Dear Akio —
There are several people I know in the nuclear industry who are well aware that spent fuel pools at power reactors pose potentially serious hazards. But, they prefer to keep silent in public about this matter.
While working for the U.S. Department of Energy, as a Senior Advisor to the Secretary, in 1993, I took part in a vulnerability assessment of the agency’s spent reactor fuel. We found that more than 90% of DOE’s spent fuel (~2,300 metric tons) left over from plutonium production for weapons, was stored in two aged reactor water-filled, unlined concrete basins at the Hanford Site in Washington State. The basins were next the Columbia River, a major fresh-water source for the northwestern United States.
It had been neglected for about 25 years. The spent fuel in the one basin was severely degraded, and the basin was cracked and had leaked. Since Hanford sits in an active earthquake zone, we soon realized that drainage of the basins could result in a catastrophic radiological fire. We promptly took action and established a 24 hour-7-days a week capability to provide water to the basins if they were damaged and to seek funds to remove the spent fuel and place it in dry storage at the center of the site, away from the river. It took about 10 years to accomplish this goal.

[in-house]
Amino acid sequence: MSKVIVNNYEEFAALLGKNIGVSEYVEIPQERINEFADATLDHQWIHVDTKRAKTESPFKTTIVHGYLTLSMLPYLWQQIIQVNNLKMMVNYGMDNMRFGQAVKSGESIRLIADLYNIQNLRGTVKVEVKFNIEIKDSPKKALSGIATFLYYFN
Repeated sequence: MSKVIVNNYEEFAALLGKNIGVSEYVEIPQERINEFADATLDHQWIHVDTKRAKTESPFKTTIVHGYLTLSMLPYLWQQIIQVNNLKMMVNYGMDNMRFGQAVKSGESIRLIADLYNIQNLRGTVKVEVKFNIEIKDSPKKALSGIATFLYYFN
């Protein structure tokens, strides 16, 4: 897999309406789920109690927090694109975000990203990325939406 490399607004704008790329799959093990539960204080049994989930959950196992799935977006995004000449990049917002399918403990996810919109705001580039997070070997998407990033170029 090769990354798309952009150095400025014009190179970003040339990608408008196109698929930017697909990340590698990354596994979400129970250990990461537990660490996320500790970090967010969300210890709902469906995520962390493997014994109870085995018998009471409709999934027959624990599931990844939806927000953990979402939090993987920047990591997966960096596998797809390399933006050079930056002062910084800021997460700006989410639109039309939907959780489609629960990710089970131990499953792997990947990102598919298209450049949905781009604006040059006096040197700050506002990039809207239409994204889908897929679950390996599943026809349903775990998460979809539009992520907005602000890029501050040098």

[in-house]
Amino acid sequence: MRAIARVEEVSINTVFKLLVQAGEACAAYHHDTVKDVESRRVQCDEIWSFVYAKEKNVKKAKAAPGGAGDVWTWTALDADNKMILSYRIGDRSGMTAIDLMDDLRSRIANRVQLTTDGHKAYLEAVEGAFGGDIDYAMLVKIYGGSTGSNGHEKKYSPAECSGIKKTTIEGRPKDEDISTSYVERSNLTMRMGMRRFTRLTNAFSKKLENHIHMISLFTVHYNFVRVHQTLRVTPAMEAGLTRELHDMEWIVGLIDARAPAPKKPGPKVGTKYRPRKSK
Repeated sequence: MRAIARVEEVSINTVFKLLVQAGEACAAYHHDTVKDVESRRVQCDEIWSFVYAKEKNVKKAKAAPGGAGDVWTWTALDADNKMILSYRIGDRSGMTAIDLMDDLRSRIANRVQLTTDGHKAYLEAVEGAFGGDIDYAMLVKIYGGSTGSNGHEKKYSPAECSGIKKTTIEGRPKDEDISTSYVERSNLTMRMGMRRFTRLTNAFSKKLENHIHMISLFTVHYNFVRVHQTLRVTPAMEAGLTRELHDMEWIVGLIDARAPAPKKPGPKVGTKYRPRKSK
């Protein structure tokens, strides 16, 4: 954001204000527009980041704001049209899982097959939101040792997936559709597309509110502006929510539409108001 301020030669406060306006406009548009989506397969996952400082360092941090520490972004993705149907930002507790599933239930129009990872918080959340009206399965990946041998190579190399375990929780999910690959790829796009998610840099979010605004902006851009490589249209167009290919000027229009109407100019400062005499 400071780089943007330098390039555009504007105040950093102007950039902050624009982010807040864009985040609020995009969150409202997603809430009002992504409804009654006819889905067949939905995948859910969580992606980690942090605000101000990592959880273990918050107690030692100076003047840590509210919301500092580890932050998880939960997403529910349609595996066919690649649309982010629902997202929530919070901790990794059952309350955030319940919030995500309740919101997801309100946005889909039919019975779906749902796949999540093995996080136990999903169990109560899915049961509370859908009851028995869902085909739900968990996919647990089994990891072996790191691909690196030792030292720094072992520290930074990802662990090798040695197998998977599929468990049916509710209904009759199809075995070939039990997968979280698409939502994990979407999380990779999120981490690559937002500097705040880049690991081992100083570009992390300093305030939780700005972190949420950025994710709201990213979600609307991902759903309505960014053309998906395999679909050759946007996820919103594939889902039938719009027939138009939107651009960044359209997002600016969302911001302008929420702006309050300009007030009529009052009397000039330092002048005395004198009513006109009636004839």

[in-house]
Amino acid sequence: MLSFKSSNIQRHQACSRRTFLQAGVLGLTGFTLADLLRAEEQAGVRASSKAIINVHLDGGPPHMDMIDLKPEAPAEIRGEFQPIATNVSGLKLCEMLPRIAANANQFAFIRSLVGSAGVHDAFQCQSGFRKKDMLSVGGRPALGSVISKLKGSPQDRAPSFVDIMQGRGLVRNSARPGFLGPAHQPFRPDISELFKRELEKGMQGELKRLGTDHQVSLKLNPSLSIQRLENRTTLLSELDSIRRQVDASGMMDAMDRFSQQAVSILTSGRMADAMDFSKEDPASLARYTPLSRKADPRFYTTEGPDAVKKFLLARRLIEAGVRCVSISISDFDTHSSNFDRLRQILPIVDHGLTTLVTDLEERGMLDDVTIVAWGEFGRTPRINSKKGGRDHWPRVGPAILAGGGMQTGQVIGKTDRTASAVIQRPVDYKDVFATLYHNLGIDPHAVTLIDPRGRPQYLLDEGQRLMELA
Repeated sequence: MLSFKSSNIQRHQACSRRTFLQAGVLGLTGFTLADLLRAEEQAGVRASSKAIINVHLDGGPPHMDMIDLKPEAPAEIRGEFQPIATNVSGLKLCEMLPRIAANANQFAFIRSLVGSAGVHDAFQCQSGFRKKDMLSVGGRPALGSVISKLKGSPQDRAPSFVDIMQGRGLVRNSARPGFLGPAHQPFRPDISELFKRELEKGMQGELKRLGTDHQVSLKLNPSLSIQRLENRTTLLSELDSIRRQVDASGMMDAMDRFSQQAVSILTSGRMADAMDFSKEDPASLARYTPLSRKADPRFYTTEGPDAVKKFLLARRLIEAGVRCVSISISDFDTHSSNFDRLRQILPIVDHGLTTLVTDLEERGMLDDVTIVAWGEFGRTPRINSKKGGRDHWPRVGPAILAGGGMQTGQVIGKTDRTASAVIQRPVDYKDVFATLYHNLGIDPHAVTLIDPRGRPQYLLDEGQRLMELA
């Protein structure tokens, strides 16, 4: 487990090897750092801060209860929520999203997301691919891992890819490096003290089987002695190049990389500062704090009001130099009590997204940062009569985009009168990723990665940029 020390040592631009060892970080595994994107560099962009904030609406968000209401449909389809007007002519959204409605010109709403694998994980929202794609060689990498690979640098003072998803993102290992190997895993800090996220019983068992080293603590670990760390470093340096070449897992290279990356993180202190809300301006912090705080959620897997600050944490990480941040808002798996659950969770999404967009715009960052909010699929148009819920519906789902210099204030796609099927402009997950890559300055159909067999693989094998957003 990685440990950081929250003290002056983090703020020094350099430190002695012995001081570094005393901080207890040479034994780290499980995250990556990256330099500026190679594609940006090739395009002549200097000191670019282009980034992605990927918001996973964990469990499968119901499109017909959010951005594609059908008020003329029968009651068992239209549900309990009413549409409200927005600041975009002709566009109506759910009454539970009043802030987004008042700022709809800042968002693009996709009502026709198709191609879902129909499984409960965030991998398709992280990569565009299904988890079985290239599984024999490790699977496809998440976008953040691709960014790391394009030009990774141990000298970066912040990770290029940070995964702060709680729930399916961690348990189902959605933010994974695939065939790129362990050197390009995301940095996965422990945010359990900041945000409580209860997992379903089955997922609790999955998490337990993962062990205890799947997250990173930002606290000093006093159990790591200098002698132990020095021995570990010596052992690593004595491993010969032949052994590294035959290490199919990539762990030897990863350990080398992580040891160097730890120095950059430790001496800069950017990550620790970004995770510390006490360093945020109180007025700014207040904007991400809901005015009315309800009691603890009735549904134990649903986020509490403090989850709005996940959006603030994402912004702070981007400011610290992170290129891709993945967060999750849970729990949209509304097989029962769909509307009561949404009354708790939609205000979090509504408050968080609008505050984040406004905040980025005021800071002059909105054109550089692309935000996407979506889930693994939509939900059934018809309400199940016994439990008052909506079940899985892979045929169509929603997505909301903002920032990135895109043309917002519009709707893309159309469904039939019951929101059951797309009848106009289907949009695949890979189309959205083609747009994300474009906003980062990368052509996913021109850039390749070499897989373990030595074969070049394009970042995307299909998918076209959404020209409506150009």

After the 9/11 attacks I became quite concerned about the vulnerability of spent fuel storage at U.S. commercial power reactors, and wrote an essay in the January/February 2002 issue Bulletin of Atomic Scientists about this matter.
This then served as the basis for our study, which my colleagues and I published in 2003 that I sent earlier.
I currently have an article about spent fuel pool hazards soon to be published by Issues in Science and Technology, the official publication of the U.S. National Academy of science.
Bob Alvarez is a Senior Scholar at IPS, where he is currently focused on nuclear disarmament, environmental, and energy policies. Between 1993 and 1999, Mr. Alvarez served as a Senior Policy Advisor to the Secretary and Deputy Assistant Secretary for National Security and the Environment. Alvarez is an award winning author and has published articles in prominent publications such as Science Magazine, the Bulletin of Atomic Scientists, Technology Review and The Washington Post. He has been featured in television programs such as NOVA and 60 Minutes.